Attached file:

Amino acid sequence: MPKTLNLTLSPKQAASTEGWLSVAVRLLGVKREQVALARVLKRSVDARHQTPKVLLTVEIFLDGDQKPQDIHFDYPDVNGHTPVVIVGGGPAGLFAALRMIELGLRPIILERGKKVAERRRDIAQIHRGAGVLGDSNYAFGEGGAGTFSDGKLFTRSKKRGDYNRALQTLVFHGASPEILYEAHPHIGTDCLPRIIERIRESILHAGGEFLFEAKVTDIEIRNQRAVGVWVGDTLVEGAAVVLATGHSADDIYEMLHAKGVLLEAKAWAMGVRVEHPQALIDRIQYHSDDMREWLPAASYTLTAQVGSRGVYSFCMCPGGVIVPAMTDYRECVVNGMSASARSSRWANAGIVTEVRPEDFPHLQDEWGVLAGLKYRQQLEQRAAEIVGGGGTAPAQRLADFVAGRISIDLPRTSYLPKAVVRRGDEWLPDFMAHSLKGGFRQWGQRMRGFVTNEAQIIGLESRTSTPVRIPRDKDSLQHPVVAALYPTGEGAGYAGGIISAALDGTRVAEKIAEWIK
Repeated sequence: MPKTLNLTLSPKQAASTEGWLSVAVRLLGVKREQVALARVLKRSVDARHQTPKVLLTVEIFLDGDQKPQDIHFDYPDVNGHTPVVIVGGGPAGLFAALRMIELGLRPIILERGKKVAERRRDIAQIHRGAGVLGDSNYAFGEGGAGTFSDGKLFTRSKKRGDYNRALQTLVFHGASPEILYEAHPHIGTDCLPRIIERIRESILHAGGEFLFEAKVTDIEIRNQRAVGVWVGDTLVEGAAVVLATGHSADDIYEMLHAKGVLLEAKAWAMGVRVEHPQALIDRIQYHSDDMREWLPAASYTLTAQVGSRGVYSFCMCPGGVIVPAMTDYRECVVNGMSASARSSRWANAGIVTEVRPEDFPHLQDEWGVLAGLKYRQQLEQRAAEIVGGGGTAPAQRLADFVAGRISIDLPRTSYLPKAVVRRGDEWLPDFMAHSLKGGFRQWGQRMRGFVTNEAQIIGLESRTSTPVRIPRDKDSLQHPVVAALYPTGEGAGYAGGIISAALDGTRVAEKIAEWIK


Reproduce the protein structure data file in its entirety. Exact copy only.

Amino acid sequence: MPKTLNLTLSPKQAASTEGWLSVAVRLLGVKREQVALARVLKRSVDARHQTPKVLLTVEIFLDGDQKPQDIHFDYPDVNGHTPVVIVGGGPAGLFAALRMIELGLRPIILERGKKVAERRRDIAQIHRGAGVLGDSNYAFGEGGAGTFSDGKLFTRSKKRGDYNRALQTLVFHGASPEILYEAHPHIGTDCLPRIIERIRESILHAGGEFLFEAKVTDIEIRNQRAVGVWVGDTLVEGAAVVLATGHSADDIYEMLHAKGVLLEAKAWAMGVRVEHPQALIDRIQYHSDDMREWLPAASYTLTAQVGSRGVYSFCMCPGGVIVPAMTDYRECVVNGMSASARSSRWANAGIVTEVRPEDFPHLQDEWGVLAGLKYRQQLEQRAAEIVGGGGTAPAQRLADFVAGRISIDLPRTSYLPKAVVRRGDEWLPDFMAHSLKGGFRQWGQRMRGFVTNEAQIIGLESRTSTPVRIPRDKDSLQHPVVAALYPTGEGAGYAGGIISAALDGTRVAEKIAEWIK
Repeated sequence: MPKTLNLTLSPKQAASTEGWLSVAVRLLGVKREQVALARVLKRSVDARHQTPKVLLTVEIFLDGDQKPQDIHFDYPDVNGHTPVVIVGGGPAGLFAALRMIELGLRPIILERGKKVAERRRDIAQIHRGAGVLGDSNYAFGEGGAGTFSDGKLFTRSKKRGDYNRALQTLVFHGASPEILYEAHPHIGTDCLPRIIERIRESILHAGGEFLFEAKVTDIEIRNQRAVGVWVGDTLVEGAAVVLATGHSADDIYEMLHAKGVLLEAKAWAMGVRVEHPQALIDRIQYHSDDMREWLPAASYTLTAQVGSRGVYSFCMCPGGVIVPAMTDYRECVVNGMSASARSSRWANAGIVTEVRPEDFPHLQDEWGVLAGLKYRQQLEQRAAEIVGGGGTAPAQRLADFVAGRISIDLPRTSYLPKAVVRRGDEWLPDFMAHSLKGGFRQWGQRMRGFVTNEAQIIGLESRTSTPVRIPRDKDSLQHPVVAALYPTGEGAGYAGGIISAALDGTRVAEKIAEWIK